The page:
L&S Freshmen Can Have Their DNA Analyzed

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Incoming UC Berkeley freshmen will receive something a bit unconventional in the mail this summer when the campus sends out the traditional welcoming package: cotton swabs.

Rather than receiving the standard book or movie through the College of Letters and Science's "On the Same Page" program, incoming freshmen and transfer students will be given the opportunity to have part of their genome analyzed.

Students who choose to participate will swab their mouths with the cotton swab and send in the resulting DNA sample to be tested for their ability to tolerate alcohol, metabolize lactose and absorb folic acid.

The entire process is confidential according to Jasper Rine, a campus professor of genetics and development biology who will oversee the project.

Each student will receive two bar code labels: one to attach to the cheek swab sample and one to keep. The lab will keep no record of which student receives what bar code. Once the samples are returned, the results will be put in an online database and the students can access their results.

According to Rine, the results of this test will help students make decisions about their diet and lifestyle, and being a part of the experiment will provide an educational experience.

"If they have the common variant of MTHFR, they may want to be sure to eat a diet rich in leafy greens to make sure they get enough folic acid, as this variant causes people to have a higher need for folic acid than others," Rine said in an e-mail. "If they have a common allele of aldehyde dehydrogenase, they will then know that they have a deficiency in metabolizing ethanol. This test is an easier and more pleasant way to learn this than by the empirical testing that is common in this age group."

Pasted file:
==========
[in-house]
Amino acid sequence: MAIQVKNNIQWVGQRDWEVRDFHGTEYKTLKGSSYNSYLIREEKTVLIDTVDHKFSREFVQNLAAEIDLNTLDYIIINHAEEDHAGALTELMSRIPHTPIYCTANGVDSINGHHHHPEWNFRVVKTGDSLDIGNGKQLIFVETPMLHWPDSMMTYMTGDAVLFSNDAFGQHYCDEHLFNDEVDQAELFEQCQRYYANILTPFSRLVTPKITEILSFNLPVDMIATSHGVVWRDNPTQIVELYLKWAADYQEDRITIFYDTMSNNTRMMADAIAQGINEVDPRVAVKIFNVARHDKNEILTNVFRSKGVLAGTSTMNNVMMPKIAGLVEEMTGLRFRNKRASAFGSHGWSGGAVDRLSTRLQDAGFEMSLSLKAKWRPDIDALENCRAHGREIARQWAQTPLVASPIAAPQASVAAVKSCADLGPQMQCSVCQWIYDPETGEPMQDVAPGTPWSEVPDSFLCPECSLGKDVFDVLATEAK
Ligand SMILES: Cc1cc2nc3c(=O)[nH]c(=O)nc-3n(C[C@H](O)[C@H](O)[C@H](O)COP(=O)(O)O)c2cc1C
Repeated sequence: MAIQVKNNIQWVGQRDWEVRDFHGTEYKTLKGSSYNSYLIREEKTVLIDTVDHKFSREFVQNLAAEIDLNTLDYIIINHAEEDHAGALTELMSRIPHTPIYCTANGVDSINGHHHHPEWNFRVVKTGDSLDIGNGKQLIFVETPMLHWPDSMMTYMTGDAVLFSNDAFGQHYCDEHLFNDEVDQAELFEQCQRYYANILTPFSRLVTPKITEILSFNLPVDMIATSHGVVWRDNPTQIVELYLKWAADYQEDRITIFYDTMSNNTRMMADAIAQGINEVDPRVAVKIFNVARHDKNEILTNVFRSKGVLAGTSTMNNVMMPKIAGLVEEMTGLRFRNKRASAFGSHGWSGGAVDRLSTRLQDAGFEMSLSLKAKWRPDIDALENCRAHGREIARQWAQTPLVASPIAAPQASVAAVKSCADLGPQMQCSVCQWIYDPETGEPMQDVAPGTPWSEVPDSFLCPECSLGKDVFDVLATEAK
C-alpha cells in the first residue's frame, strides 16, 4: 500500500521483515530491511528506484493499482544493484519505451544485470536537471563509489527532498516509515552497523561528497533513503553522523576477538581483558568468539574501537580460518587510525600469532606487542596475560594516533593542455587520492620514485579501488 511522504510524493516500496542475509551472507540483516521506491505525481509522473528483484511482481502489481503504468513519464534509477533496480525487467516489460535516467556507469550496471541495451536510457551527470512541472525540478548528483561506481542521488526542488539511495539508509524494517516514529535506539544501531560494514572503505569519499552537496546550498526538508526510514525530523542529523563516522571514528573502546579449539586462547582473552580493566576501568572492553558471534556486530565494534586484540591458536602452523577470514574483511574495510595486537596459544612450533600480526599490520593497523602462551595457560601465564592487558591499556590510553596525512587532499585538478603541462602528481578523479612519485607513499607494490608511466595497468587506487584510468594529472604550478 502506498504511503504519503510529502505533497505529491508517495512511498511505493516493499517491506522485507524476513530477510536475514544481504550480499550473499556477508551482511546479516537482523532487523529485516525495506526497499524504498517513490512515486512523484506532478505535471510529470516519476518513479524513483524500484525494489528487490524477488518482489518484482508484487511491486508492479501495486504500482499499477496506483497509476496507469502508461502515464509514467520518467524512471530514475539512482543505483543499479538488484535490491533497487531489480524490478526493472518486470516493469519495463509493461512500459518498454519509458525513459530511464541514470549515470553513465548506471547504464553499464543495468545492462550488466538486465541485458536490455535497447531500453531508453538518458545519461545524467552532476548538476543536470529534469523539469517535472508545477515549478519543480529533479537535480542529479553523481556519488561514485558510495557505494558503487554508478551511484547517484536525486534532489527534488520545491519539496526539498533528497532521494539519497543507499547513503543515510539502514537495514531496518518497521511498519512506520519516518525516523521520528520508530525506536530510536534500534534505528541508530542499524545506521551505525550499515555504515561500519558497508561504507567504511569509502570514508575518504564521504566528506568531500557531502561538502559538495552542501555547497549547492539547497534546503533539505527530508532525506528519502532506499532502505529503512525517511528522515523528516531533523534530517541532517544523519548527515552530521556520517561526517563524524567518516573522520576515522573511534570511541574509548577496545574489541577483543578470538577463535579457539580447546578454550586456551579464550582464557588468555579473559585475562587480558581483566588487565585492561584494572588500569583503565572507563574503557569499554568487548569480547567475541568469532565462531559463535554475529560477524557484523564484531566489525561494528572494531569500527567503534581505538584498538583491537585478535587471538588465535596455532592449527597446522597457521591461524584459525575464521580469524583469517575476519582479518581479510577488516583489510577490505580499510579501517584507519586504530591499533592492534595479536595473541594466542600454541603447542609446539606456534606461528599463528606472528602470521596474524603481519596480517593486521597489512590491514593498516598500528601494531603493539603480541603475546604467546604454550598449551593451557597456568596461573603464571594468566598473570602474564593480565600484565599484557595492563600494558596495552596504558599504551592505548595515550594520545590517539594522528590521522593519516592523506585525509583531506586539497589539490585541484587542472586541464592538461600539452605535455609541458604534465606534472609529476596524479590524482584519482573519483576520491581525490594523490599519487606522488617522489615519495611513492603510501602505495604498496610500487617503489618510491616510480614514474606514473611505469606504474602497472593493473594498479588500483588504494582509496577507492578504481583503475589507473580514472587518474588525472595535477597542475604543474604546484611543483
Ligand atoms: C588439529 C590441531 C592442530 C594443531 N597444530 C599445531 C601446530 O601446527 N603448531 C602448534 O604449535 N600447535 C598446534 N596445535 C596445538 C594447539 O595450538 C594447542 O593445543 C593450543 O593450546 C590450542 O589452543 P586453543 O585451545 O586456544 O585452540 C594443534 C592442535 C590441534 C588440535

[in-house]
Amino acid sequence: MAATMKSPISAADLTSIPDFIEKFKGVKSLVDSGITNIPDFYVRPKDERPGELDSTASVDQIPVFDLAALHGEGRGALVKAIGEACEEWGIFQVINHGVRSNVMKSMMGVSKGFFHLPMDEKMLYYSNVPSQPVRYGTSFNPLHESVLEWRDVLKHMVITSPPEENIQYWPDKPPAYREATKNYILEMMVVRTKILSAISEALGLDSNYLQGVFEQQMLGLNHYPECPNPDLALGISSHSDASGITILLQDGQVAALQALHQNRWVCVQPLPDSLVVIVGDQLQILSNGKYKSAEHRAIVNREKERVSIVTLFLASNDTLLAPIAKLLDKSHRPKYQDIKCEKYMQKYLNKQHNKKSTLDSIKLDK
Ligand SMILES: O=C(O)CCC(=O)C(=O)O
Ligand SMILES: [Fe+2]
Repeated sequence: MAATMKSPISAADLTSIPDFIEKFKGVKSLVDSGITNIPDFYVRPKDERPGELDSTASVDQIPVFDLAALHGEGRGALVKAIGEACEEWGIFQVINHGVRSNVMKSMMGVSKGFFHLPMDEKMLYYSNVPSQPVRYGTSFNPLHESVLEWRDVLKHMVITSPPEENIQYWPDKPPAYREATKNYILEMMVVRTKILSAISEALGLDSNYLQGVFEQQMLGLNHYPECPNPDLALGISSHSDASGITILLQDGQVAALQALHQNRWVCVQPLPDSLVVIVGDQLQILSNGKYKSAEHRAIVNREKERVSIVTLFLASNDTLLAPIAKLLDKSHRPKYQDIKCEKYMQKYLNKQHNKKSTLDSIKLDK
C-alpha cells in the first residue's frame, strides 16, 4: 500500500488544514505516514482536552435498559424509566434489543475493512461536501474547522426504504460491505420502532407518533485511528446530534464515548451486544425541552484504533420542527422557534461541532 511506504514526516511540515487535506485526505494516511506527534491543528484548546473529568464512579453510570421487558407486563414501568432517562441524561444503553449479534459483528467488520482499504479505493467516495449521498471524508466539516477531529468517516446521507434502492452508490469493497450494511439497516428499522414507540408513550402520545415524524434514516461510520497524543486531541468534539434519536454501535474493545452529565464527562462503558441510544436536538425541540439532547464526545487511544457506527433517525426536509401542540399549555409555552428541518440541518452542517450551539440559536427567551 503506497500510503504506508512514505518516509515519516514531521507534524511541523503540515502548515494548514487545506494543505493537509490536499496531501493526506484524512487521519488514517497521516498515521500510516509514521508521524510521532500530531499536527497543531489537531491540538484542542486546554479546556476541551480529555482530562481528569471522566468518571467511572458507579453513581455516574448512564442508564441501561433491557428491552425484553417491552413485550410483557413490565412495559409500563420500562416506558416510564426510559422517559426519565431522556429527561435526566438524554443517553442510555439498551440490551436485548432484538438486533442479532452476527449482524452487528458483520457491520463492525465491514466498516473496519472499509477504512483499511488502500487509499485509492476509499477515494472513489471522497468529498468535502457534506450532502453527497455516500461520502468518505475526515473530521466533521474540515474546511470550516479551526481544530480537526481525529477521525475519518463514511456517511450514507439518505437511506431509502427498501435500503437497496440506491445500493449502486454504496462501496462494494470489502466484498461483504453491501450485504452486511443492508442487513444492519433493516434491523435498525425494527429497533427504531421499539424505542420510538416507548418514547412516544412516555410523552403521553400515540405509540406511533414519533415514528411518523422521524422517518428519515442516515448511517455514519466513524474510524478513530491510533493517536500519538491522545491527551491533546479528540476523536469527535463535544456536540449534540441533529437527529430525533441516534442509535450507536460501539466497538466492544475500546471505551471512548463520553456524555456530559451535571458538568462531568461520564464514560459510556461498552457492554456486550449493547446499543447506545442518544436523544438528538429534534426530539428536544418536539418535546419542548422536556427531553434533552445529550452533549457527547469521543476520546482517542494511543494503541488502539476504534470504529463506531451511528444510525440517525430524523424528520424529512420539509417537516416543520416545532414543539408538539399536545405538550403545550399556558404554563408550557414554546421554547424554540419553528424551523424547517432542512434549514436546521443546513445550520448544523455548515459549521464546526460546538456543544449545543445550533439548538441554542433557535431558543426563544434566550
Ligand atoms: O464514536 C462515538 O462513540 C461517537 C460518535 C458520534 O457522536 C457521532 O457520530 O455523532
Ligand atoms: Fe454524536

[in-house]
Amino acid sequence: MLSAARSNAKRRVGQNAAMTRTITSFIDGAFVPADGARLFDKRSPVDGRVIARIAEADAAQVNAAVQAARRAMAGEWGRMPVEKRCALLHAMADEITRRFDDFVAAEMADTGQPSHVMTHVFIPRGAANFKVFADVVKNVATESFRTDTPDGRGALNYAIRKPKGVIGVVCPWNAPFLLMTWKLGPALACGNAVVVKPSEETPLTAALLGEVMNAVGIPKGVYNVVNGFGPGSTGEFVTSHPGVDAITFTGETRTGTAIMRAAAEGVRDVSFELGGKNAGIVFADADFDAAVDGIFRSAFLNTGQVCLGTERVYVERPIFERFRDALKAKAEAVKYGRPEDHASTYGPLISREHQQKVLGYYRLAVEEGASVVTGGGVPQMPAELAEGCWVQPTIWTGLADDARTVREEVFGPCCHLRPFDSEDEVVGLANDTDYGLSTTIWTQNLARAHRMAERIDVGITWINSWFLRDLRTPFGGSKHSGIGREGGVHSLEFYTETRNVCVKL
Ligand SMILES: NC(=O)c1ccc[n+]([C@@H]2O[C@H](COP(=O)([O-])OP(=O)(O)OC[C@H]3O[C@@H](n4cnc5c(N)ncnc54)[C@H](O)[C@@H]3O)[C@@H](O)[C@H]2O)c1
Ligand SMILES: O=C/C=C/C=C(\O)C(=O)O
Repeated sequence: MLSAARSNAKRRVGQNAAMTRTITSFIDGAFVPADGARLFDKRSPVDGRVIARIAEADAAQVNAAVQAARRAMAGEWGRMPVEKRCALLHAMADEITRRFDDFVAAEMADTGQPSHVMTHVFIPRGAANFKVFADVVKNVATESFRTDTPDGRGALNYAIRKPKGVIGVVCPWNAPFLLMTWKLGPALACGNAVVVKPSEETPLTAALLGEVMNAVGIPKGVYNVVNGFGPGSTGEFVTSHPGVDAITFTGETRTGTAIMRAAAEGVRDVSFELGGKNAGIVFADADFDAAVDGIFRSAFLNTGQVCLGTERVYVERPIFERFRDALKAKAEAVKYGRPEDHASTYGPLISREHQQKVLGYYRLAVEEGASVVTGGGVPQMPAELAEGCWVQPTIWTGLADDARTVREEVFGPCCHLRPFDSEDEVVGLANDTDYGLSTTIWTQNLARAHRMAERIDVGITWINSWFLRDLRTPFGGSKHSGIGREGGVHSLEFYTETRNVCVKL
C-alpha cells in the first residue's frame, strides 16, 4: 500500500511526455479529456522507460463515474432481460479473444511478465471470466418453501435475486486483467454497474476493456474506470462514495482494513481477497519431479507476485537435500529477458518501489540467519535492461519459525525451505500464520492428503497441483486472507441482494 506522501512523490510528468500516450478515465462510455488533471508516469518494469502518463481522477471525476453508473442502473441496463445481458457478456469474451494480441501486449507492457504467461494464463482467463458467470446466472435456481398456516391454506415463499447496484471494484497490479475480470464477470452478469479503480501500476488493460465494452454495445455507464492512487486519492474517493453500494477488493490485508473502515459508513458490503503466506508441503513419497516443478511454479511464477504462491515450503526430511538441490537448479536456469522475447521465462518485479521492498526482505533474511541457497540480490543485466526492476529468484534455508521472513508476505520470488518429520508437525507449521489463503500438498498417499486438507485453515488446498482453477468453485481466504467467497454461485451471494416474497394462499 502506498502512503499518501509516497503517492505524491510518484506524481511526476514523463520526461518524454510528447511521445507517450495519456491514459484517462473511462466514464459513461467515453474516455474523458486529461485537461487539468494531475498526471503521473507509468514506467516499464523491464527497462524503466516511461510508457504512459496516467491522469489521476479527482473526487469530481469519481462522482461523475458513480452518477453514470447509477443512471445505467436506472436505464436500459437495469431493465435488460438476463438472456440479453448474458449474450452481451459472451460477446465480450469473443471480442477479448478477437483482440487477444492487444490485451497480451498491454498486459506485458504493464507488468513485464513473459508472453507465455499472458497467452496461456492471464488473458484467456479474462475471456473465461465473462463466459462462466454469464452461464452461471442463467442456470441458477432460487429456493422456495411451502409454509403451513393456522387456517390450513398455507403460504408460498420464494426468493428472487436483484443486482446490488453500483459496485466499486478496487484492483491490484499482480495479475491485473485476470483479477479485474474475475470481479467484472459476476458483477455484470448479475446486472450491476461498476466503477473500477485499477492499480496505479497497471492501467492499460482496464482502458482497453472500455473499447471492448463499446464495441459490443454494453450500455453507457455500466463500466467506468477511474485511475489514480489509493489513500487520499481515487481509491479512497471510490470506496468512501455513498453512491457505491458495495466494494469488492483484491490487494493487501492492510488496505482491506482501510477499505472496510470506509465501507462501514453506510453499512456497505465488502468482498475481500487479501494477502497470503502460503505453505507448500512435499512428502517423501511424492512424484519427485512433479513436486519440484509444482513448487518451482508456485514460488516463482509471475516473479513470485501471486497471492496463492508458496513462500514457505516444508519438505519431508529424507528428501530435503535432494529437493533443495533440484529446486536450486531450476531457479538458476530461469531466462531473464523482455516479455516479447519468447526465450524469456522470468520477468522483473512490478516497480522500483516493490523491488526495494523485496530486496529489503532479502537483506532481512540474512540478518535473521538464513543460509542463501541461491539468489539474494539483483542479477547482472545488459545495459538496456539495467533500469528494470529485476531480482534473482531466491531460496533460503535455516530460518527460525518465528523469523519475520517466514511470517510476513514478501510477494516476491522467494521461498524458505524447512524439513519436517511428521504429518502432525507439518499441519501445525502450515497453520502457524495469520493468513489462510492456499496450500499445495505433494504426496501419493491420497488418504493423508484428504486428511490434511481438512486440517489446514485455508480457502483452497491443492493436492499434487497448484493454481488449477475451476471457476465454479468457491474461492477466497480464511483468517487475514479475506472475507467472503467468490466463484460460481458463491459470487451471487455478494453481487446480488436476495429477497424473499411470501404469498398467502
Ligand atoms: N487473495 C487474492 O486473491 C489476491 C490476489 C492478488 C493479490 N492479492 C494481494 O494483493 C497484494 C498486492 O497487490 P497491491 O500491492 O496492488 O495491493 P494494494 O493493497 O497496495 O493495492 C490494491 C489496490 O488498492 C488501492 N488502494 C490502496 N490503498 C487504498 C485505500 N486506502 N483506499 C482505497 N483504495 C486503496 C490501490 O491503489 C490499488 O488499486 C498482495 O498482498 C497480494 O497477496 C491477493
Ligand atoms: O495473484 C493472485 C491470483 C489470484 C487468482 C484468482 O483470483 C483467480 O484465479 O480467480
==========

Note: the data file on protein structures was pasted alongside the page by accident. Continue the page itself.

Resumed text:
Past "On the Same Page" programs have introduced students to such books as Michael Pollan's "The Omnivore's Dilemma" and Stephen Hawking's "A Briefer History of Time." Alix Schwartz, the program's coordinator, said this year she hopes that getting students to actually participate in a personal medicine experiment could engage them in the sciences in ways that books cannot.

"Sampling a person's DNA, determining its sequence characteristics, and then using that information to help treat disease or inform personal decision making is a major goal of personalized medicine," Mark Schlissel, dean of the division of biological sciences, said in an e-mail. "This type of experience is one of the true, unique values of a Berkeley education. We don't just give you books to read, we involve you in cutting edge issues in the humanities, social sciences and natural sciences. You won't see this anywhere else in higher education."

Ben Butler, an incoming freshman from Iowa, said though he will be enrolled in the college of engineering and therefore cannot participate, the experiment still excites him.

"Through something scientific and concrete, our knowledge about the student body and about what links us physically as humans - as opposed to emotionally or socially, which is more obvious in the book (or) movie discussions and lectures - will come about more easily through this genealogical experiment," he said in an e-mail.

The campus will be holding a variety of special events and lectures on the subject and in correlation with the initial experiment. According to Schwartz, a science-themed art contest will be open to all undergraduates and will award the four best entries with a full genetic analysis.


Contact Claire Perlman at [email protected]

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